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Agriculture giants team up on blockchain platform to track grains in Brazil



The world’s largest grains and oilseeds companies, American giants Bunge and Cargill, have joined together to create the joint venture Covantis, which will use blockchain technology in the agricultural sector in Brazil.

The unprecedented project foresees the exchange of information between all members of Covantis, which also includes the participation of other agribusiness giants such as the French Louis Dreyfus Company (LDC), the Chinese state-owned company Cofco International and the Dutch multinational Glencore Agriculture.

Together the companies that make up Covantis move around 550 million tons of grains and oilseeds every year.

The goal of the partnership is to unify the sector’s data and facilitate communication between all participants, improving the logistics processes at the ports, among other things, all using blockchain. The official platform is expected to be launched next year.

Companies negotiate around 500 thousand contracts for purchase and sale each year in Brazil and the first tests for the platform were carried out at the Port of Santos between July and August this year and involved 11 companies, including trading companies, originators and grain producers. Covantis CEO Petya Sechanova said:

“Covantis should become the leader of operations in our sector and will be able to streamline processes, modernize and digitize them.”

According to the CEO, the choice of Brazil was due to the complexity of its market. Speaking to the Valor publication, Sechanova said the country saw “chain sales” or “string sales” taking place, in which dozens of intermediaries needed to act for the shipments to happen, even though only final buyers and senders have contact with the physical shipment.

Marcos Amorim is the director of the contracts committee of the National Association of Cereal Exporters (Anec), whose associated trading companies are actively working with Covantis. He said it’s a complicated and difficult process:

“Imagine that each shipment has both a purchase contract and a sales contract, that there are phytosanitary certificates attached to them and a series of other documents required by different countries. And that ships form lines and must have a certain loading rate. This greatly escalates the operation at the port and the delay at any end implies losses for the entire chain.”

Within the trading companies, the process generates a somewhat messy work flow, that is currently managed by email, phone and WhatsApp. Arrival and departure dates, ship flags and cargo volumes circulate non-stop, especially during peak seasons. But with mistakes happening daily, so too expenses and fines mount up.

But with Covantis all this information circulates using blockchain technology, which, according to its participants, helps the flow of information, prevents fraud and ensures the security of shared data.

Sechanova also says that Covantis’ ambition is to gradually bring together all the grains and oilseeds shipments in bulk from its founding companies in the world.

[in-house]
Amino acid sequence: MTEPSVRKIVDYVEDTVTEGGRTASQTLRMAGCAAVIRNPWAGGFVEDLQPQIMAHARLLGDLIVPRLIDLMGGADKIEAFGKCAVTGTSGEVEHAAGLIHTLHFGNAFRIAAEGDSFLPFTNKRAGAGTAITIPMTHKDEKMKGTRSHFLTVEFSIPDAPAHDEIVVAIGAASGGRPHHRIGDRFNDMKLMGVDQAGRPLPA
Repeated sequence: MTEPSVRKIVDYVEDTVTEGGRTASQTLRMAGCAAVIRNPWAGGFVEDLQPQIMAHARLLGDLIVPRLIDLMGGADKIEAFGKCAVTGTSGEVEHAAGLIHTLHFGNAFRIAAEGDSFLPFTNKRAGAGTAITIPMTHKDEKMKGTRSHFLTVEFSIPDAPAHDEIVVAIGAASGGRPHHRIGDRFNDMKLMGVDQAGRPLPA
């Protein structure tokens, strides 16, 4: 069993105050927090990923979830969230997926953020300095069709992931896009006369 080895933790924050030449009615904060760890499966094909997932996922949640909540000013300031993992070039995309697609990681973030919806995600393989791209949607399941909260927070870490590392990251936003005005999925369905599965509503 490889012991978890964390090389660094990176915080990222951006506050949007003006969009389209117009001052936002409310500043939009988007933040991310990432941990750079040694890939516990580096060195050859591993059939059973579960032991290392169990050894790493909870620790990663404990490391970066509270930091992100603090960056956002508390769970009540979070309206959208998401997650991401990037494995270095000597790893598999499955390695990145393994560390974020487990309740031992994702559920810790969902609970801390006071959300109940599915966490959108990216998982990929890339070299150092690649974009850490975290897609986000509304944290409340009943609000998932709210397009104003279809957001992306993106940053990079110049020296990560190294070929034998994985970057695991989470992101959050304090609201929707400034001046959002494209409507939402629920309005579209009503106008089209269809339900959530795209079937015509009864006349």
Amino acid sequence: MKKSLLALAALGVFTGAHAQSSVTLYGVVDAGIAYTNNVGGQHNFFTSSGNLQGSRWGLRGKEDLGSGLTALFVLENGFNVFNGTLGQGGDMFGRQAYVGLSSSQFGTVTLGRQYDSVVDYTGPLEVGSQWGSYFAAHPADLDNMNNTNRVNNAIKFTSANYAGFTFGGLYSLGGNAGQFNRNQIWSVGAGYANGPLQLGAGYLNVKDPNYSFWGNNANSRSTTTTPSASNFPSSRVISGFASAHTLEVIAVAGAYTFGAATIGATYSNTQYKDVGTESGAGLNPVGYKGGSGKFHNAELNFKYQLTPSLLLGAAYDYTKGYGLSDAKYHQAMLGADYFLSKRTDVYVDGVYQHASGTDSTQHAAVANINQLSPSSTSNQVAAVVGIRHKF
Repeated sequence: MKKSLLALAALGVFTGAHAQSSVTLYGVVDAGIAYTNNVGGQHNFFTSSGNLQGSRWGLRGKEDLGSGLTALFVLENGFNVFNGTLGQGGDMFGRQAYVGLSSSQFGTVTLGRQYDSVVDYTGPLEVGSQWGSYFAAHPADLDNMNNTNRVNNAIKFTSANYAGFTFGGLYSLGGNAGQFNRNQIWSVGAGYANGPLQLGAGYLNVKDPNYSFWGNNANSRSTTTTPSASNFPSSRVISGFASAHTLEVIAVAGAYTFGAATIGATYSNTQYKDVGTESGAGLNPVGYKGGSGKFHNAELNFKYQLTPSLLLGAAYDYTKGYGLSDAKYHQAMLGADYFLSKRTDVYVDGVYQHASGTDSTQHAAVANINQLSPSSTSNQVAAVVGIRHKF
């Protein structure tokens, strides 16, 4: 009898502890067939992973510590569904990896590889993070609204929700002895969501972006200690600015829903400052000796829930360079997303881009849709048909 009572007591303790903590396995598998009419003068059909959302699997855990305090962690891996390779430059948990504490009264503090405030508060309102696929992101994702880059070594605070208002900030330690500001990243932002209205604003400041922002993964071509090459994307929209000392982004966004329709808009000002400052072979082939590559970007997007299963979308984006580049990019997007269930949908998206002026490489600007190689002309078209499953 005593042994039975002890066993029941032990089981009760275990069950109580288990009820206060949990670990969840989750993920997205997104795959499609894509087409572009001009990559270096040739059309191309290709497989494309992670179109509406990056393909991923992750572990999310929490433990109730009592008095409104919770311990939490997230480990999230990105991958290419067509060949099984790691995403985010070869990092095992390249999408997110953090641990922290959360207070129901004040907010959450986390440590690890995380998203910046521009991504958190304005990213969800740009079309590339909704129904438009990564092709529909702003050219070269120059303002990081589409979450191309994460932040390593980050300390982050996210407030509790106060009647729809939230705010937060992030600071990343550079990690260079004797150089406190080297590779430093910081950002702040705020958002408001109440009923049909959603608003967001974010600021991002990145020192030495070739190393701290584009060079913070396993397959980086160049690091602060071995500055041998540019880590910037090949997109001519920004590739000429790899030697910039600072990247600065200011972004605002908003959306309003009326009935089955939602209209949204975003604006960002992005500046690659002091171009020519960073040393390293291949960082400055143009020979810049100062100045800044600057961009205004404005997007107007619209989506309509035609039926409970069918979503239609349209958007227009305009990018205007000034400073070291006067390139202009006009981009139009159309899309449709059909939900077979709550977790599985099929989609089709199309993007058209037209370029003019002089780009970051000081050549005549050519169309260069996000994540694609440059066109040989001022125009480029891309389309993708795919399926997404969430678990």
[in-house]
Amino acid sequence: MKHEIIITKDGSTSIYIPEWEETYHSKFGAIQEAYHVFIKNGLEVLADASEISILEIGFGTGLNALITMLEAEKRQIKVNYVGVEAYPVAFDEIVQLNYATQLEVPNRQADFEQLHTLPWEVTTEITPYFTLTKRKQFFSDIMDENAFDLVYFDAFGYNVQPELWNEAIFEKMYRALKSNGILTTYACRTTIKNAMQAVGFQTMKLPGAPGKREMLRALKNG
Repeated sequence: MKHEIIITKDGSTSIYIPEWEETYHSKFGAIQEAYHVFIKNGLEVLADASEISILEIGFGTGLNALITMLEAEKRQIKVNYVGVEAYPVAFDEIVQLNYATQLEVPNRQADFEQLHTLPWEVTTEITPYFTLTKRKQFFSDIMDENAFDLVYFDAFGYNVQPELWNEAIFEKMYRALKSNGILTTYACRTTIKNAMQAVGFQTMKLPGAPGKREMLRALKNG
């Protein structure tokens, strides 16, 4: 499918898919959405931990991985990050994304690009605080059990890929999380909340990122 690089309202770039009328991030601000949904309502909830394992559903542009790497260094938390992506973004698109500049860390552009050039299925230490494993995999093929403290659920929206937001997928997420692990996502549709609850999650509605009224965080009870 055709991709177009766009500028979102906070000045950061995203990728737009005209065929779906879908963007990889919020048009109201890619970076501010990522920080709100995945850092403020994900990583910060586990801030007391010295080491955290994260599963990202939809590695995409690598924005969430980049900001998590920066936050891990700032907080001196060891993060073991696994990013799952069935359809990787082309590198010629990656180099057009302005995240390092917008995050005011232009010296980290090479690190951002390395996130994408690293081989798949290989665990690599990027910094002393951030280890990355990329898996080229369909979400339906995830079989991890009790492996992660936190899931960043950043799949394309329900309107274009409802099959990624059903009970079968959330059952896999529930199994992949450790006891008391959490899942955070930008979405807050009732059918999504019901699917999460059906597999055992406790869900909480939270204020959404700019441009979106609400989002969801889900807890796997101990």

Argentina and the United States are the next countries in which Covantis plans to use its blockchain solution.

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Enjin joins Crypto Climate Accord, goes carbon negative




Enjin, a blockchain gaming and nonfungible token platform, has stepped up to decarbonize its footprint by joining the Crypto Climate Accord, a move that adds further credibility to the industry’s growing environmental mandate. 

The Crypto Climate Accord is backed by 20 firms from the blockchain, fin-tech and greentech industries. Inspired by the 195-signatory Paris Climate Agreement, the Accord was established in April to address the “large and growing energy consumption of cryptocurrency and blockchain, and the climate impact of their energy use.”

Enjin claims that its JumpNet blockchain has already achieved carbon-negative status nine years ahead of schedule. In March, the company said it planned to enable carbon-neutral NFTs by 2030.

“The creation of new forms of technology should never come at the cost of destroying our environment,” said Enjin CEO Maxim Blagov. “Carbon neutrality for JumpNet is an important step toward our vision of a sustainable NFT ecosystem for Enjin and our partners.”

In addition to decarbonizing newly created tokens, Enjin’s environmental sustainability plan includes supporting the tokenization of the physical economy and decarbonizing existing digital assets. Other measures include upgrading to carbon-neutral nodes and incentivizing carbon reduction technologies.

Environmental concerns have virtually hijacked Bitcoin’s narrative this year, with the likes of Elon Musk casting shade over carbon-intensive mining. The Tesla CEO briefly embraced Bitcoin earlier this year before deciding that BTC payments are no longer acceptable due to environmental risks. Now, he states that his firm is willing to accept payments of the virtual currency, provided there’s more evidence for sustainable mining.

Related: Elon Musk lays out when Tesla will begin accepting Bitcoin payments

Other environmental sustainability efforts within crypto are also underway. As Cointelegraph reported, Tyler and Cameron Winklevoss’ Gemini exchange has purchased carbon credits to reduce Bitcoin’s carbon footprint. Separately, U.S. miner Stronghold Digital Miner recently announced that it raised $105 million to divert waste coal to cryptocurrency mining.